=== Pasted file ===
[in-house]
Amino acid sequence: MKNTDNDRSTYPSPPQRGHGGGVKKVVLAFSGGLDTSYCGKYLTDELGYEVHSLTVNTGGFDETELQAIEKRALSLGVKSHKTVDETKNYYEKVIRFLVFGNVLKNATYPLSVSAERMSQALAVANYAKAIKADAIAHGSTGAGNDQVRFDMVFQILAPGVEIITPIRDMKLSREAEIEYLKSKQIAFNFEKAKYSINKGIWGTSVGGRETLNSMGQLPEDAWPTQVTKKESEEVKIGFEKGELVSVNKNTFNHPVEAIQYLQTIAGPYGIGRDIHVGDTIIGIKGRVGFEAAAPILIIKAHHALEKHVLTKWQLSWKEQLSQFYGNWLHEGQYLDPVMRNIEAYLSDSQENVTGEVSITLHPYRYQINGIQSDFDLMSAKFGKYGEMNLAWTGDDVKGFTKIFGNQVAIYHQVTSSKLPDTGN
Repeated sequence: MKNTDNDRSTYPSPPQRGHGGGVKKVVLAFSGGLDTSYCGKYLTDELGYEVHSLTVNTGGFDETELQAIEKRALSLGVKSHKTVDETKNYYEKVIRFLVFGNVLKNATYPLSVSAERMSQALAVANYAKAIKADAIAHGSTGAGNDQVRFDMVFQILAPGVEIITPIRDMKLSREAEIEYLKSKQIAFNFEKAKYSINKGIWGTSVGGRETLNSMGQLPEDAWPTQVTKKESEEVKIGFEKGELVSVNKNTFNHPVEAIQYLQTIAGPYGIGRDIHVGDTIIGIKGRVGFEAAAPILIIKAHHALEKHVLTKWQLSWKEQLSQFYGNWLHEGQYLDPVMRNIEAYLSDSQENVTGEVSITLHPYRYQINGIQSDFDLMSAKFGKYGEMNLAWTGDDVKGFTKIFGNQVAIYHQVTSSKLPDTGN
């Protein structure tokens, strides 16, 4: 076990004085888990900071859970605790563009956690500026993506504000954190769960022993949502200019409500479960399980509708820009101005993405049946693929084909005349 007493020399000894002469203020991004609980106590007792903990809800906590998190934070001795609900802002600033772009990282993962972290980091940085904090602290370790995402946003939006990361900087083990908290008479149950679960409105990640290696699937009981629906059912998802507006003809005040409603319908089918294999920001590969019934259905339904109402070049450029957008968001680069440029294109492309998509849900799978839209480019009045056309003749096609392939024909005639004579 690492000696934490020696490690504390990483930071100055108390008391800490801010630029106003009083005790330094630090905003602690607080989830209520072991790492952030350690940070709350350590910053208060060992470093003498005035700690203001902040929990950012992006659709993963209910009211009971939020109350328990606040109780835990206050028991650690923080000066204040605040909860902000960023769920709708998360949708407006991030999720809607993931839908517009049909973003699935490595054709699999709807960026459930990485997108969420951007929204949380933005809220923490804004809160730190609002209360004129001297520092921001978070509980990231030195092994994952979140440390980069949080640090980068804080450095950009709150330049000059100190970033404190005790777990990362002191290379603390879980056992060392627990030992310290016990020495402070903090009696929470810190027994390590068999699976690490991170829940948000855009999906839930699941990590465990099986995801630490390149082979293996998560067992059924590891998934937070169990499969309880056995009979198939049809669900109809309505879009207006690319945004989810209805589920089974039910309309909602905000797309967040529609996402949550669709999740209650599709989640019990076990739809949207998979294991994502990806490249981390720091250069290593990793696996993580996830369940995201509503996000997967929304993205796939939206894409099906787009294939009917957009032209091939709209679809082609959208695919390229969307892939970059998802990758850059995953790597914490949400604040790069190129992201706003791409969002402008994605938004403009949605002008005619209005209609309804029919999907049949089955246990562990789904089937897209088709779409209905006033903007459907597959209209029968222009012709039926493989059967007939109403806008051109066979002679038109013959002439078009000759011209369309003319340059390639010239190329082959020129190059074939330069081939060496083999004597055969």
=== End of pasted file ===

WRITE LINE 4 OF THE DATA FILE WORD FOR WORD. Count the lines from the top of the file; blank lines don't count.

């Protein structure tokens, strides 16, 4: 076990004085888990900071859970605790563009956690500026993506504000954190769960022993949502200019409500479960399980509708820009101005993405049946693929084909005349 007493020399000894002469203020991004609980106590007792903990809800906590998190934070001795609900802002600033772009990282993962972290980091940085904090602290370790995402946003939006990361900087083990908290008479149950679960409105990640290696699937009981629906059912998802507006003809005040409603319908089918294999920001590969019934259905339904109402070049450029957008968001680069440029294109492309998509849900799978839209480019009045056309003749096609392939024909005639004579 690492000696934490020696490690504390990483930071100055108390008391800490801010630029106003009083005790330094630090905003602690607080989830209520072991790492952030350690940070709350350590910053208060060992470093003498005035700690203001902040929990950012992006659709993963209910009211009971939020109350328990606040109780835990206050028991650690923080000066204040605040909860902000960023769920709708998360949708407006991030999720809607993931839908517009049909973003699935490595054709699999709807960026459930990485997108969420951007929204949380933005809220923490804004809160730190609002209360004129001297520092921001978070509980990231030195092994994952979140440390980069949080640090980068804080450095950009709150330049000059100190970033404190005790777990990362002191290379603390879980056992060392627990030992310290016990020495402070903090009696929470810190027994390590068999699976690490991170829940948000855009999906839930699941990590465990099986995801630490390149082979293996998560067992059924590891998934937070169990499969309880056995009979198939049809669900109809309505879009207006690319945004989810209805589920089974039910309309909602905000797309967040529609996402949550669709999740209650599709989640019990076990739809949207998979294991994502990806490249981390720091250069290593990793696996993580996830369940995201509503996000997967929304993205796939939206894409099906787009294939009917957009032209091939709209679809082609959208695919390229969307892939970059998802990758850059995953790597914490949400604040790069190129992201706003791409969002402008994605938004403009949605002008005619209005209609309804029919999907049949089955246990562990789904089937897209088709779409209905006033903007459907597959209209029968222009012709039926493989059967007939109403806008051109066979002679038109013959002439078009000759011209369309003319340059390639010239190329082959020129190059074939330069081939060496083999004597055969």